“I feel like the open mic forum is an important part of the community music scene. It gives a lot of people a chance to sing and play who might not otherwise get the opportunity. Plus we’ve found a lot of music acts through open mic that we later hire for the weekends.
“I’d like it to really catch on to the point we have 10 or more musicians in here on Tuesdays, waiting their turn at the mic.”
Davis was the open mic host before COVID shut it down, and he’s looking forward to getting things going again. “I’m more excited now than ever before,” Jimmy relates. “There are more musicians living here than ever, more young new talent, and more energy around the music scene.
“This time out I’m going to bring in two of my great friends to help out, Danny Cook playing bass and Kerry Mefford on drums. It will give open mic singers a chance to do their thing with a full band behind them, and a really talented band at that. In fact, we want to encourage singers who may not even play an instrument to come out and give it a try. If we know the song, we’ll back you up on it.
“The process is super super easy. Just come in on any Tuesday night and let me know you’re here. I’ll put you into rotation for your turn on stage. You can do one song or do three or four, whatever you want. And everybody gets to play, we make sure of it.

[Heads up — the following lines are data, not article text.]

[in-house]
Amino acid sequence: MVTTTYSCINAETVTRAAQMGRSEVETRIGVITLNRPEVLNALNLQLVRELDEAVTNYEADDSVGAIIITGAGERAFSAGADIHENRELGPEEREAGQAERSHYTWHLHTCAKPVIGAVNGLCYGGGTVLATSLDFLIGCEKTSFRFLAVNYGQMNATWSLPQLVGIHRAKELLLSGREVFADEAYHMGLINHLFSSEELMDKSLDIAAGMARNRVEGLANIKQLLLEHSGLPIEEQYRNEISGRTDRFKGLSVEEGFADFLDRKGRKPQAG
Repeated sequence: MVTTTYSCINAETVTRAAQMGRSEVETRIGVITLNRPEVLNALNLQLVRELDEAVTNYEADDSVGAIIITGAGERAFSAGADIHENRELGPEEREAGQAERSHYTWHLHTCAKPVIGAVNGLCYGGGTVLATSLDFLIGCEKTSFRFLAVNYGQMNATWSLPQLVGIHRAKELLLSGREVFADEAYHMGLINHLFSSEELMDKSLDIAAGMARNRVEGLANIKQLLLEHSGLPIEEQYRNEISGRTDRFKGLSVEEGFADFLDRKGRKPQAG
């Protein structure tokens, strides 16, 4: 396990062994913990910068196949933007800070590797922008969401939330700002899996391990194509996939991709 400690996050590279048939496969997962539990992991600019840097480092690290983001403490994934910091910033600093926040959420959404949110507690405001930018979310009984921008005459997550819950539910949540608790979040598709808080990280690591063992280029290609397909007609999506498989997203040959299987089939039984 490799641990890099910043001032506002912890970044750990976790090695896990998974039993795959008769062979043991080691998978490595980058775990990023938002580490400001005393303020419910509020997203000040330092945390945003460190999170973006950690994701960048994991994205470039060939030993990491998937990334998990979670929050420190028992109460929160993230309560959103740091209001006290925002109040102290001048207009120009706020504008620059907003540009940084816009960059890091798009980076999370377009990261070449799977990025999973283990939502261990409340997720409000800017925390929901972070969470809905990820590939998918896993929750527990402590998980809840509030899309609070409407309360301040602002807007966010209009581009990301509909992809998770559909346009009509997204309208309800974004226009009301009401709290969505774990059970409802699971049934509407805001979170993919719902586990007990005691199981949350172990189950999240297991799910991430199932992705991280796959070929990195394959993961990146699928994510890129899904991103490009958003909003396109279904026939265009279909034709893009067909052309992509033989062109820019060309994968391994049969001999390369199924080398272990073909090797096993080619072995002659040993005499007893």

“Once people do it just once they get over the shyness and they are eager to do it again. It’s like a dam bursts and all the pent up songs just flood out. I feel like it empowers people to grow as musicians and as people. I’m so glad we can bring an open mic back for all of Madison to enjoy.”
This Saturday in Madison will present a dilemma to any die-hard music fan. You’ll need to choose from top musical talent happening at four or five places at once, including blues master Jason Wells at Mad Paddle and funk princess Joslyn & the Sweet Compression at Red Bicycle Hall. The band at Thomas Family, Dawson Hill, features several guys from Mickey Clark’s old band. And if you’re looking for something more intimate and even sing-along fun, check out Joe Perkinson at the Riverboat Inn. The music calendar is “phat” again, and Madison is in full swing!
Charlie Rohlfing is a retired advertising man and partner in The Red Bicycle Hall music venue. Look for his distinctive fedora bobbing above the crowd, anywhere live local music is happening.
Thursday, June 10
Mad Paddle Brewery — Michael Tetrick
Broadway Tavern — Joe Perkinson
Elks Lodge — Live music (open to public)
Friday, June 11
American Legion — Full Moon Rising
Lytle Park — Live Lunch, Tommy Alexander (11:30 a.m.)
Mad Paddle Brewery — Broken Spokes
Riverboat Inn — Joe Perkinson & Deano Crafton
Off-Broadway Taproom — Jordan Wilson Coalition
Bicentennial Park — R0man T0ast
Saturday, June 12
Farmer’s Market — Tradesmen Duo
Mad Paddle Brewery — Jason Wells Band
Thomas Family Winery — Dawson Hill